After some nights of worrying I’m more comfortable with lying at anchor. Mostly because retrieving the anchor is quite some work in most cases. So it sticks there pretty good, the ground is mostly composed of some clay/mud mixture. And there are no waves in the Archipelago.

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Different types of mooring still give me trouble at times. Luckily it’s high season right now, so there is always a crowd of spectators when I’m drifting around in the harbor preparing/trying to get into a berth. So far I love the swedish Y-style finger berth because every boat has it’s own box so it’s impossible to crash into somebody else. Anchoring with a stern buoy or anchor still gives me troubles. Doing it single handed there seems no other way then leaving the helm, walking forwards, jumping over and attaching a line. I don’t like that. And I still haven’t dared to directly anchor to a rock in the wilderness like most locals do. All in good time I guess.

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just some guy paddling his plane the last meters to his weekend cottage

On the upside I’m getting more used to sailing. When I began sailing close hauled with quite some list sort of creeped me out. My brain said “It’s ok” and my gut said “I’m afraid”. I didn’t touch my genoa for the first weeks because I was afraid of the wind becoming to strong and loosing control of the boat/changing headsails under wind. Yesterday I caught myself bashing 5.5 knots upwind under genoa leisurely listening to an audio book while seawater was filling up my kitchen sink through the drain and was just about to splash out of there. This hasn’t happened before, so I guess the boat never leaned over that far yet. After a short “ooopsi” I just closed the seacock of the sink and adjusted the main traveller to reduce the list a bit. Yeah, I’m getting used to that shit…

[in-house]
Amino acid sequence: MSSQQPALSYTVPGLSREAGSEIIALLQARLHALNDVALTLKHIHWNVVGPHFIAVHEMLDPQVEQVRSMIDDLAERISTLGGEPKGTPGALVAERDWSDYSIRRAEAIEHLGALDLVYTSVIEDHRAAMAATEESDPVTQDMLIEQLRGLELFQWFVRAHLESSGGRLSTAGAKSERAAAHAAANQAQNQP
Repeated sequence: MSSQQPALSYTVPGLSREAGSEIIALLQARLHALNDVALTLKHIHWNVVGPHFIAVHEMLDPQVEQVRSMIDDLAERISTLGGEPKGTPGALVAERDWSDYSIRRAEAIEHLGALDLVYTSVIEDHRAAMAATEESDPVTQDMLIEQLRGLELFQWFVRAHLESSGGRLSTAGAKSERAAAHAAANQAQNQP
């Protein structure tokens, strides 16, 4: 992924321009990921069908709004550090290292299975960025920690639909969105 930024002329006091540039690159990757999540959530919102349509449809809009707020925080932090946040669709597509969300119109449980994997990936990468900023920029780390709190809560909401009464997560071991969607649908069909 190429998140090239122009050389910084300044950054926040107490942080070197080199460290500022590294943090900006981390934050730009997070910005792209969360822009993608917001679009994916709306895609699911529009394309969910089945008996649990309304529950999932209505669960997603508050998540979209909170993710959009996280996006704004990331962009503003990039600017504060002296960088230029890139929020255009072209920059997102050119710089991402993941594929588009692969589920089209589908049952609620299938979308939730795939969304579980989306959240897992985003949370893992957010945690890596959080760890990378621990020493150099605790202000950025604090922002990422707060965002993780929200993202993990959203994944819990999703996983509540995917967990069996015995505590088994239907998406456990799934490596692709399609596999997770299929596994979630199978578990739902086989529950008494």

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Sailing in a archipelago sometimes resemble flying a heli in your living room. See the red and the two green posts. Yep, you have to pass between red and green or you’re on the rocks. A tight bent to the left of the picture. Under sail in really gusty conditions (double reefed mainsail)

My biggest problem so far has been loneliness I guess. Not just for the complications of single handed sailing but also for a lack of company. You meet sailors in every port but most of them live quite a different life. It’s difficult to connect to them. They give me weird looks while they wash their boat every day. I give them weird looks for wasting so much water. My boat is too shabby, my clothing to used up, … Most folks could be my parents of even grand parents.

But every once in a while there are some folks who get me. Like one couple well in their 70s on a 50 year old steel vessel. Some passer-by described the boat as “she has seen things”. Yep, they are sailing her for 40odd years and after circumnavigating the world they now have a look at the places they speed by on previous jouneys, like the hanö-bay for example. I spent at least an hour just looking at the boat and the gazillion little details they added over the years.

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Definite role models for getting old…

And they’re tough as nails. For example constant problems with sea-sickness is no reason not to sail around the world. And Inge had the best reaction to my story so far. She basically was just surprised that other folks see what I’m doing as daring, brave, haphazard, stupid or whatever. “You did get training, your vessel is suitable for single handing, so where is the problem?” she asked. It is weird, most seasoned sailors I meet approve of what I’m doing while most hobbyists more or less disapprove. I guess listening to the pros really is a generic piece of advise.